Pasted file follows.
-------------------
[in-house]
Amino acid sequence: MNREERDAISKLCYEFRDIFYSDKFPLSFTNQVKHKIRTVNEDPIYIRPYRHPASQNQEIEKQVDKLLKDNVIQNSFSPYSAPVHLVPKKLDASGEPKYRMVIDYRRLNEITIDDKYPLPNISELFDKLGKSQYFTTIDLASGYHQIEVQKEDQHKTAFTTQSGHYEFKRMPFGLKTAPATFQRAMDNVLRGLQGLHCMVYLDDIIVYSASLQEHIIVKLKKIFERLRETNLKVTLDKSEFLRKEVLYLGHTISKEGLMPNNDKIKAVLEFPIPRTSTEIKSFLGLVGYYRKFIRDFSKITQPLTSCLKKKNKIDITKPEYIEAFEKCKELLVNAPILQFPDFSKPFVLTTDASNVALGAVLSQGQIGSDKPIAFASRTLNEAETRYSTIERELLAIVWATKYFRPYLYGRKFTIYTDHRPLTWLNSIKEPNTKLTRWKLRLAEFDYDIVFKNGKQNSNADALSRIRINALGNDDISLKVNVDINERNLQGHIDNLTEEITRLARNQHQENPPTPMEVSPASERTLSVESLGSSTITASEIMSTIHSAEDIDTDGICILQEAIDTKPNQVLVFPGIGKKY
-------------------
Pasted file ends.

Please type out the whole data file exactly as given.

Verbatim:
[in-house]
Amino acid sequence: MNREERDAISKLCYEFRDIFYSDKFPLSFTNQVKHKIRTVNEDPIYIRPYRHPASQNQEIEKQVDKLLKDNVIQNSFSPYSAPVHLVPKKLDASGEPKYRMVIDYRRLNEITIDDKYPLPNISELFDKLGKSQYFTTIDLASGYHQIEVQKEDQHKTAFTTQSGHYEFKRMPFGLKTAPATFQRAMDNVLRGLQGLHCMVYLDDIIVYSASLQEHIIVKLKKIFERLRETNLKVTLDKSEFLRKEVLYLGHTISKEGLMPNNDKIKAVLEFPIPRTSTEIKSFLGLVGYYRKFIRDFSKITQPLTSCLKKKNKIDITKPEYIEAFEKCKELLVNAPILQFPDFSKPFVLTTDASNVALGAVLSQGQIGSDKPIAFASRTLNEAETRYSTIERELLAIVWATKYFRPYLYGRKFTIYTDHRPLTWLNSIKEPNTKLTRWKLRLAEFDYDIVFKNGKQNSNADALSRIRINALGNDDISLKVNVDINERNLQGHIDNLTEEITRLARNQHQENPPTPMEVSPASERTLSVESLGSSTITASEIMSTIHSAEDIDTDGICILQEAIDTKPNQVLVFPGIGKKY